The Washington Commanders announced Wednesday the creation of the Doug Williams Diversity Coaching Fellowship, which aims to provide the team with access to coaches from historically Black colleges and universities while allowing applicants the chance to advance their careers as they learn and grow with an NFL coaching staff.
The fellowship is named after former Washington quarterback Doug Williams, who led the team to victory in Super Bowl XXII as the first African American to do so. He has served as a senior vice president for both player personnel and player development for the Washington team.
Williams, who served as the head football coach at his alma mater Grambling State University in Louisiana from 2011-2013, is now a senior adviser to Commanders President Jason Wright.
The Doug Williams Fellow will be an offensive assistant working with the head coach, offensive coordinator, and the quarterbacks’ coach. The fellow will work with offensive staff in assisting in film breakdown, game planning, and coaching the scouting team.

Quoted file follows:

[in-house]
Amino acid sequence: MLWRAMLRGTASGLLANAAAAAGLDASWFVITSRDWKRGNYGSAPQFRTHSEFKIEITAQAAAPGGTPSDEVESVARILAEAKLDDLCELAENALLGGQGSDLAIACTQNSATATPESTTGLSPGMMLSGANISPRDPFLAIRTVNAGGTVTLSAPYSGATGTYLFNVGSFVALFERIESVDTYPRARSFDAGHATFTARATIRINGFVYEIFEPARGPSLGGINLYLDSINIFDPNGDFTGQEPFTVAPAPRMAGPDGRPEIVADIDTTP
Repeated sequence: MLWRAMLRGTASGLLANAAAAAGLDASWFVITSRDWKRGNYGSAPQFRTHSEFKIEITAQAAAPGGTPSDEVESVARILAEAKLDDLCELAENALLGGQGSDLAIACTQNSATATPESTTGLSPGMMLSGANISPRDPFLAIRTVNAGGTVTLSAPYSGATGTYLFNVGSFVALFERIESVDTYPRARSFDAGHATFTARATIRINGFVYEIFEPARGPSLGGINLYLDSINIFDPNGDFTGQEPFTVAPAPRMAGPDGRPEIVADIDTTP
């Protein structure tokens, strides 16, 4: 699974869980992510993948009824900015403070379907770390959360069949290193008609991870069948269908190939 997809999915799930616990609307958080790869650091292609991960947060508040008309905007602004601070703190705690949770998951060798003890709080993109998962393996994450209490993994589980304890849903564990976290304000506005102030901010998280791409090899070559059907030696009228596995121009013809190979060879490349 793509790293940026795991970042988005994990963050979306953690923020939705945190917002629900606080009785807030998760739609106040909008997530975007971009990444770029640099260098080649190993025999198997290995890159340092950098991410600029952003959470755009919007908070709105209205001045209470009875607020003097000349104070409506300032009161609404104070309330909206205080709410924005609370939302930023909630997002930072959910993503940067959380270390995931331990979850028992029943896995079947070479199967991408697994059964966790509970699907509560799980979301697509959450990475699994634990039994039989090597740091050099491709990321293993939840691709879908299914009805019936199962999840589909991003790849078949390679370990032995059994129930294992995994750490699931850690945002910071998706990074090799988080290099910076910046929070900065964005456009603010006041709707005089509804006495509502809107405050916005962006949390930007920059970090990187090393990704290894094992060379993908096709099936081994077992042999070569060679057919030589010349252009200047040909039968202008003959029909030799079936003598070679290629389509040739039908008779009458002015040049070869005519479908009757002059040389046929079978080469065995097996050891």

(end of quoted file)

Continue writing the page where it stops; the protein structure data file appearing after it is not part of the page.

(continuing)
Williams will be part of the selection committee, as will Commanders head coach Ron Rivera.
“I have always said that fostering opportunities for young coaches of color is what we need to do in order to correct the issues we have been seeing with the hiring cycles in the league,” Rivera said in a statement. “We are excited to announce the Doug Williams Diversity Coaching Fellowship which will help us continue to grow as an organization and help foster young coaching talent to set them up for success in their careers. There is no better man to honor with the naming of this fellowship than the great Doug Williams who is a trailblazer in the NFL and has represented this organization with class for many years.”